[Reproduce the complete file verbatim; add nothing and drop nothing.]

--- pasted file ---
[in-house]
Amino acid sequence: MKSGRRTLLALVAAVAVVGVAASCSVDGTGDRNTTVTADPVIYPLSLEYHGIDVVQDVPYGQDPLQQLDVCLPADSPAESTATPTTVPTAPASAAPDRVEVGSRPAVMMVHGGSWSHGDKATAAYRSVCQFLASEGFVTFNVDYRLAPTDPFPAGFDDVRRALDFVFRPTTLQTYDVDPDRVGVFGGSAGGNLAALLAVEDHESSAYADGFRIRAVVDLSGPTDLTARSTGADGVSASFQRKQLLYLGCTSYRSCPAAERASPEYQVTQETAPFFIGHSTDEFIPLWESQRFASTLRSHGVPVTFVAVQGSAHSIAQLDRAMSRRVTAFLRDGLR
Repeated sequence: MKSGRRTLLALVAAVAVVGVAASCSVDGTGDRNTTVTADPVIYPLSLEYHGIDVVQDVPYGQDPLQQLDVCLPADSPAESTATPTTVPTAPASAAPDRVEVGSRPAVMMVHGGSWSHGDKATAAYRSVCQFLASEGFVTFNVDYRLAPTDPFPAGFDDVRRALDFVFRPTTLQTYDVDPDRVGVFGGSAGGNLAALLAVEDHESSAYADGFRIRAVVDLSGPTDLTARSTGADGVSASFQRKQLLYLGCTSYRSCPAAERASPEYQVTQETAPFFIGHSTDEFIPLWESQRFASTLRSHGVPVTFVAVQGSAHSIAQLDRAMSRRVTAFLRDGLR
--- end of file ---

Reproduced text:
[in-house]
Amino acid sequence: MKSGRRTLLALVAAVAVVGVAASCSVDGTGDRNTTVTADPVIYPLSLEYHGIDVVQDVPYGQDPLQQLDVCLPADSPAESTATPTTVPTAPASAAPDRVEVGSRPAVMMVHGGSWSHGDKATAAYRSVCQFLASEGFVTFNVDYRLAPTDPFPAGFDDVRRALDFVFRPTTLQTYDVDPDRVGVFGGSAGGNLAALLAVEDHESSAYADGFRIRAVVDLSGPTDLTARSTGADGVSASFQRKQLLYLGCTSYRSCPAAERASPEYQVTQETAPFFIGHSTDEFIPLWESQRFASTLRSHGVPVTFVAVQGSAHSIAQLDRAMSRRVTAFLRDGLR
Repeated sequence: MKSGRRTLLALVAAVAVVGVAASCSVDGTGDRNTTVTADPVIYPLSLEYHGIDVVQDVPYGQDPLQQLDVCLPADSPAESTATPTTVPTAPASAAPDRVEVGSRPAVMMVHGGSWSHGDKATAAYRSVCQFLASEGFVTFNVDYRLAPTDPFPAGFDDVRRALDFVFRPTTLQTYDVDPDRVGVFGGSAGGNLAALLAVEDHESSAYADGFRIRAVVDLSGPTDLTARSTGADGVSASFQRKQLLYLGCTSYRSCPAAERASPEYQVTQETAPFFIGHSTDEFIPLWESQRFASTLRSHGVPVTFVAVQGSAHSIAQLDRAMSRRVTAFLRDGLR